When you take a seat in the 2013 Ford Fusion sitting in Srinivas Peeta’s new lab, you enter a virtual world where researchers can throw anything at you: snow and ice, detours, traffic snarls. All you have to do is drive — and in the process, help shape the future of transportation.
Georgia Tech civil and environmental engineers are well represented on Engineering Georgia’s second annual list of the 100 most influential women in Georgia. Faculty members Lauren Stewart and Kari Watkins made the list, along with 13 other women who studied in the School of Civil and Environmental Engineering.
For those attending the Jan. 23 launch event for Georgia Tech’s Center for Urban and Regional Air Mobility, an efficient, safe, and speedy airborne alternative to ground gridlock is less than a decade away.
The Federal Highway Administration has awarded selective Eisenhower Transportation Fellowships to three School of Civil and Environmental Engineering graduate students this year, supporting their work to improve travel forecasting models, rural transit services, and road safety.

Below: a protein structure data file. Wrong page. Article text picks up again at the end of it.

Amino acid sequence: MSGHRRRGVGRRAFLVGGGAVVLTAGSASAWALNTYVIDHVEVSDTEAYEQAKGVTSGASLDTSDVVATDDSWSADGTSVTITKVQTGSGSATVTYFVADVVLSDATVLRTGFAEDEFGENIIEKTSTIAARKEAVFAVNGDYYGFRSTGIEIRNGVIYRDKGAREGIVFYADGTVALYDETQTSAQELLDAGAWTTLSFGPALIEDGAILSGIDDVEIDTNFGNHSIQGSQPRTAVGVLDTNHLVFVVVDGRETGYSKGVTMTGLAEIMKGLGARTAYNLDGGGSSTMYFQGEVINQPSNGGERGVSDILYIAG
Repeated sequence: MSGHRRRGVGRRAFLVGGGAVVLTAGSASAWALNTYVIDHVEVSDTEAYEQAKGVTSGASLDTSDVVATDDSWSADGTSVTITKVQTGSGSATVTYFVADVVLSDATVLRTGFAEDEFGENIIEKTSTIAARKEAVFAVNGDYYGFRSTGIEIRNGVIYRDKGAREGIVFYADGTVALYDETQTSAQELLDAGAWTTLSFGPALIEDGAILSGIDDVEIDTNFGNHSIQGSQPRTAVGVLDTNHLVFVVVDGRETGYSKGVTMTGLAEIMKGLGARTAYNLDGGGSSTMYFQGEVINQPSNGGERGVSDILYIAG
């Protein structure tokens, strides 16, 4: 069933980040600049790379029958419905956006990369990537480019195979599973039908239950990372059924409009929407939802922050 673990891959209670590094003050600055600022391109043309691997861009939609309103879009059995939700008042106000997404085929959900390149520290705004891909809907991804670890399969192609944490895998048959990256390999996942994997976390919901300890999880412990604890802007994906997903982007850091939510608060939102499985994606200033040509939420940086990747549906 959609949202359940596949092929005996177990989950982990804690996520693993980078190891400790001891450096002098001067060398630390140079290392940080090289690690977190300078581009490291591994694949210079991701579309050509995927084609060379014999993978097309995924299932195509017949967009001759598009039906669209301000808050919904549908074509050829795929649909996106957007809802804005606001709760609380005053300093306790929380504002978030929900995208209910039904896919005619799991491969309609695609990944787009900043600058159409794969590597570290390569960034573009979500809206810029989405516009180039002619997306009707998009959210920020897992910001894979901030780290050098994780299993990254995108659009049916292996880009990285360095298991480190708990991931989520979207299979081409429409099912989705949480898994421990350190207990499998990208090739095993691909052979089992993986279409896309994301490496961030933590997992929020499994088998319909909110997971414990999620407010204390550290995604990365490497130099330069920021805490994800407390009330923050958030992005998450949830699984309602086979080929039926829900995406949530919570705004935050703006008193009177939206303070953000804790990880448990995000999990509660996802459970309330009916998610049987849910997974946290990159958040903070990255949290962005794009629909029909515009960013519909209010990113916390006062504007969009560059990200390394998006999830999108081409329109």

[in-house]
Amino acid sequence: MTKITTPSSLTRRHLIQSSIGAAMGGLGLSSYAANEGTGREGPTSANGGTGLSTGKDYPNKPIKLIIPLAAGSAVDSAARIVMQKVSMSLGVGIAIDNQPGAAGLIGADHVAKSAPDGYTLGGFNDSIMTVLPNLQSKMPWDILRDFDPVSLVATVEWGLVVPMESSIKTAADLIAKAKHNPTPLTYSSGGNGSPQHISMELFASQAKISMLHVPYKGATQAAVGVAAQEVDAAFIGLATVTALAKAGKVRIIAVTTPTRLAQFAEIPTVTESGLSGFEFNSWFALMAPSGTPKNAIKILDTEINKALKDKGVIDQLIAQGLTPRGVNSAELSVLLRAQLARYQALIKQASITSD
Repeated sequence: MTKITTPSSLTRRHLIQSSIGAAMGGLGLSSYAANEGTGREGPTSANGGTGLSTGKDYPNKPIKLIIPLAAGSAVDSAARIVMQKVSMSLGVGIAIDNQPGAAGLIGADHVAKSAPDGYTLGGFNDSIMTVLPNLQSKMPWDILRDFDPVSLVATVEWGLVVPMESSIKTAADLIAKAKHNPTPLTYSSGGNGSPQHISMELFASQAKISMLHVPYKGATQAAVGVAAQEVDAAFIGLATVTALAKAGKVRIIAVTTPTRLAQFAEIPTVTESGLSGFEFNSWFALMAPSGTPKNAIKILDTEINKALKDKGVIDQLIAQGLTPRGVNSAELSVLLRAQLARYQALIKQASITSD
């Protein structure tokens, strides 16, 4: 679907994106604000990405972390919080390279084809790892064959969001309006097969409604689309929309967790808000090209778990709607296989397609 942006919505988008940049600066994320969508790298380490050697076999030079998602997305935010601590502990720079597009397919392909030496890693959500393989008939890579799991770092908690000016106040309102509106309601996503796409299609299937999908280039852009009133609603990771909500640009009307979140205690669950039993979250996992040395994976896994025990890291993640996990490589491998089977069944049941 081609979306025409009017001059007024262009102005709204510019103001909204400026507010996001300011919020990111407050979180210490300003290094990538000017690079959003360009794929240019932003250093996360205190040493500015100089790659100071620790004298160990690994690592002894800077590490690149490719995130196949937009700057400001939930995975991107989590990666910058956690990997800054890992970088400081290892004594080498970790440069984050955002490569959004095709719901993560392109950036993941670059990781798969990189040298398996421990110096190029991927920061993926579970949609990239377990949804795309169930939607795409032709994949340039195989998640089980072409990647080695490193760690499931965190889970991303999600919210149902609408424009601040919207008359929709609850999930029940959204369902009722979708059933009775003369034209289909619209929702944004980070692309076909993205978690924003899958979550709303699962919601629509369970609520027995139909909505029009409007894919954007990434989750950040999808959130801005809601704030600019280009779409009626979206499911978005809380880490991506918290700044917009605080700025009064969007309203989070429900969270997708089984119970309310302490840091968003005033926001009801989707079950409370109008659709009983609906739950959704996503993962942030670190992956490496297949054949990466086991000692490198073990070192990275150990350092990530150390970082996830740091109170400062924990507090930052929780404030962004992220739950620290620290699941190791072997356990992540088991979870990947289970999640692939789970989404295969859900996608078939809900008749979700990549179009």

Kari Watkins and Michael Hunter published an essay in Newsweek Dec. 10 asking a provocative question about our autonomous transportation future. Namely: Is it possible the widespread adoption of driverless cars will worsen traffic congestion rather than make it better?
The Intelligent Transportation Society of Georgia rewarded five School of Civil and Environmental Engineering students with scholarships Nov. 14. The 2018 Wayne Shackelford Engineering Scholarships support student involvement in transportation engineering.